There is more to the NQF Amendment Act than just criminalising lying on CVs

17 Sep 2019 8:27 AM | Anonymous

FOR IMMEDIATE RELEASE

There is more to the NQF Amendment Act than just criminalising lying on CVs

12 September 2019

There is more to the National Qualifications Framework (NQF) Amendment Act, No 12 of 2019 than just criminalising qualifications fraud and lying about qualifications on CVs. Signed by the

President on 13 August 2019 and published on 19 August 2019, the NQF Amendment Act tightens the legal requirements and strengthens the hands of NQF bodies to inspire confidence in the education and training system.

For example, skills development providers now need to be registered by the Department of Higher Education and Training, which was not the case in the NQF Act of 2008. Private providers are also required to be registered. The Amendment Act also brings with it some new and revised definitions aimed at strengthening the legislation so that there is effective implementation of the NQF. For instance, it introduces the definition of authenticity concerning a national and foreign qualification and part-qualification.

On the one hand, an authentic national or South African qualification or part-qualification

must be:

a) Registered on the NQF;

b) Offered by a registered and accredited education institution or skills development

provider; and

c) Lawfully obtained.

On the other hand, an authentic foreign qualification or part-qualification must be lawfully obtained from a foreign country and evaluated by SAQA.

If all education institutions and skills development providers are registered and accredited, and offer NQF-registered qualifications and part-qualifications, learners will have genuine qualifications. Education institutions and skills development providers that are not registered or accredited or offer qualifications and part-qualifications not registered on the NQF will face closure. Such institutions may also be declared unfit to apply for registration for a period not exceeding ten years. Similarly, those found guilty of qualifications fraud will be liable to a fine or imprisonment for a period not exceeding five years, or to both a fine and such imprisonment.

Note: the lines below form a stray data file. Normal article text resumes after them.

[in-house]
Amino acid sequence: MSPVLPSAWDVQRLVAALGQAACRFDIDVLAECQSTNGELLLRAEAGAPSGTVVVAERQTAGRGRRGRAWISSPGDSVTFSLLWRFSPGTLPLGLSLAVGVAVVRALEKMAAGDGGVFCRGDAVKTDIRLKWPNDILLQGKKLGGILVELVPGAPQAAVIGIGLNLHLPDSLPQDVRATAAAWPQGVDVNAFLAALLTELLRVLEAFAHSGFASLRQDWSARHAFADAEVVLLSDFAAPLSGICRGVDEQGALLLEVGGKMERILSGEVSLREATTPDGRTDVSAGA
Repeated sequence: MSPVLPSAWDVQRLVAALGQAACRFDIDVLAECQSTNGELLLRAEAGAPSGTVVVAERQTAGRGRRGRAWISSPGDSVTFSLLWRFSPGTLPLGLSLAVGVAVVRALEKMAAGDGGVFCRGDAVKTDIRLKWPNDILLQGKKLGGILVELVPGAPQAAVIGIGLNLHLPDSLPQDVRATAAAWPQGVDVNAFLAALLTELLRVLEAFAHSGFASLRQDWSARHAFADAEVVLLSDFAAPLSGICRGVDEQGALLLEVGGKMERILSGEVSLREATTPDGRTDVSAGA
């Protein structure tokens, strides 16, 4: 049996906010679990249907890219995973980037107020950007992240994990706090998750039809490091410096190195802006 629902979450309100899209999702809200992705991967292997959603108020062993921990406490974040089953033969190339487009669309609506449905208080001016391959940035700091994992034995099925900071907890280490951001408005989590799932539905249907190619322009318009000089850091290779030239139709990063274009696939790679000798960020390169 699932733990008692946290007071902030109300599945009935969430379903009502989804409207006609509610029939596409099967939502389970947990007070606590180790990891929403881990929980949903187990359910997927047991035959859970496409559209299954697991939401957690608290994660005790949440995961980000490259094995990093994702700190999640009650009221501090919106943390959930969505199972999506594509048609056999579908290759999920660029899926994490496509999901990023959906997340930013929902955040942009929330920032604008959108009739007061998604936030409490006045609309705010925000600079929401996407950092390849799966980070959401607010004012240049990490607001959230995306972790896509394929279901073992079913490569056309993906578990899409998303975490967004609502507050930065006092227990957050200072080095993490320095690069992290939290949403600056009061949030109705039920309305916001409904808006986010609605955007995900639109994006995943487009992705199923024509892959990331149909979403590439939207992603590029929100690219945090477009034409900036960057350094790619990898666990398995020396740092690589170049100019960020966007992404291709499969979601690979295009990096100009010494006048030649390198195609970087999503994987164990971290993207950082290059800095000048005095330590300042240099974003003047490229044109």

Also, the Amendment Act makes provision for the establishment of separate registers of misrepresented and fraudulent qualifications and part-qualifications. To ensure fairness and transparency in dealing with cases of misrepresented and fraudulent qualifications and partqualifications, SAQA will follow the provisions of the Promotion of Administrative Justice Act,

No 3 of 2000.

The NQF Amendment Act also gives SAQA the legal responsibility to verify all national qualifications and part-qualifications. Employers, government departments, education and training institutions (both public and private), and professional bodies must first check if their employees or members’ qualifications are registered on the NQF. If the qualifications are not registered, they can refer them to SAQA for verification. Similarly, South Africans and foreign nationals who have obtained qualifications and part-qualifications from other countries must also have their qualifications and part-qualifications verified and evaluated by SAQA.

South Africa needs an effective education and training system where the movement between general and further education, higher education as well as occupational qualifications and the world of work is seamless. The NQF Amendment Act aims to realise this by ensuring there is a unified implementation of the NQF by SAQA and the Quality Councils. To this end, it compels SAQA and the Quality Councils to work together to ensure that the NQF works for the people of South Africa.

The NQF Amendment Act also amplifies the role of the National Learners’ Records Database (NLRD) to include a separate register for professional designations. The NLRD will also have records of qualification and part-qualification requirements and other related information, including details of education institutions and Quality Councils that awarded the qualifications and part-qualifications. It will also contain information about registration, verification and accreditation. The critical status given to the NLRD will protect the public against the claims from legitimate providers that they are offering registered qualifications when they are not.

An education and training system that is of quality has mechanisms embedded in it that deter misrepresentation of qualifications as well as qualifications fraud. However, misrepresentation and qualifications fraud are neither the only focus nor the sole purpose of a quality education system.

Ultimately, the NQF Amendment Act aims to protect the integrity of the South African education and training system and to address some of the challenges in the system. As envisaged by the NQF, such a system contributes to the full personal development of each learner and the social and economic development of the nation at large.

While the NQF Amendment Act was signed on 13 August 2019 and published for general information on 19 August 2019, it will only come into effect on a date that will be determined by the President. SAQA is ready and looks forward to implementing the amendments in their entirety for the betterment of our education and training system.

Issued by: SAQA

Enquiries: Joe Samuels, SAQA CEO

Contact details: 012 431 5001 or 082 833 1271 or jsamuels@saqa.co.za

Download the original release here

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